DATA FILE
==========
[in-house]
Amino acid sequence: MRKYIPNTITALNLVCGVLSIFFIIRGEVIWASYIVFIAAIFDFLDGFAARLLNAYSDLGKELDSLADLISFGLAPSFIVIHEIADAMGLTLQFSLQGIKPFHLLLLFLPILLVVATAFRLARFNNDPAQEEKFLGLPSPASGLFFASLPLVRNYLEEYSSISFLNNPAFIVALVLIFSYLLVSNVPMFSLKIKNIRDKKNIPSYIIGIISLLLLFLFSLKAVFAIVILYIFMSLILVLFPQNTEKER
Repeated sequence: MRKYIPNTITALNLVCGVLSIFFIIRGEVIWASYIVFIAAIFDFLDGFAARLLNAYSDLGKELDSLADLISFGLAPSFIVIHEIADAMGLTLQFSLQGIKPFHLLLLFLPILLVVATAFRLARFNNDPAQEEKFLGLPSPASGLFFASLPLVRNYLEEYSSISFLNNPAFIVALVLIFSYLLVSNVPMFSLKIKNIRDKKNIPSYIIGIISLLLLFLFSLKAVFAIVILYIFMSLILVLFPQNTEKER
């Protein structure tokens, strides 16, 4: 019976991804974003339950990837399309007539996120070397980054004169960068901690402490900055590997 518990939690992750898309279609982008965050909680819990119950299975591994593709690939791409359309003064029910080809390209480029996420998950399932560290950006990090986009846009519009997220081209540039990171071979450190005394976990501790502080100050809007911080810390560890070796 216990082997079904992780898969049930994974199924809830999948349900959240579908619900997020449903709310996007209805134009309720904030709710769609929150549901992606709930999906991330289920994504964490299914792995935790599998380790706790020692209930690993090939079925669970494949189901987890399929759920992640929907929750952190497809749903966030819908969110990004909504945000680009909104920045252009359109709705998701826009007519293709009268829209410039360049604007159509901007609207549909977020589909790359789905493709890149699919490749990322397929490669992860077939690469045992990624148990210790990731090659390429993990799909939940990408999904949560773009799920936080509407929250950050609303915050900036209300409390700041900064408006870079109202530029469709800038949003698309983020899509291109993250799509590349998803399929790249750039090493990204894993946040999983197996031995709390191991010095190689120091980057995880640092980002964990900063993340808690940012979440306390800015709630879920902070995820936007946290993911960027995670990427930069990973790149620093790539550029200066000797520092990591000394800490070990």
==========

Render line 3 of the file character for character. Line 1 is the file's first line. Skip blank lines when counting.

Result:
Repeated sequence: MRKYIPNTITALNLVCGVLSIFFIIRGEVIWASYIVFIAAIFDFLDGFAARLLNAYSDLGKELDSLADLISFGLAPSFIVIHEIADAMGLTLQFSLQGIKPFHLLLLFLPILLVVATAFRLARFNNDPAQEEKFLGLPSPASGLFFASLPLVRNYLEEYSSISFLNNPAFIVALVLIFSYLLVSNVPMFSLKIKNIRDKKNIPSYIIGIISLLLLFLFSLKAVFAIVILYIFMSLILVLFPQNTEKER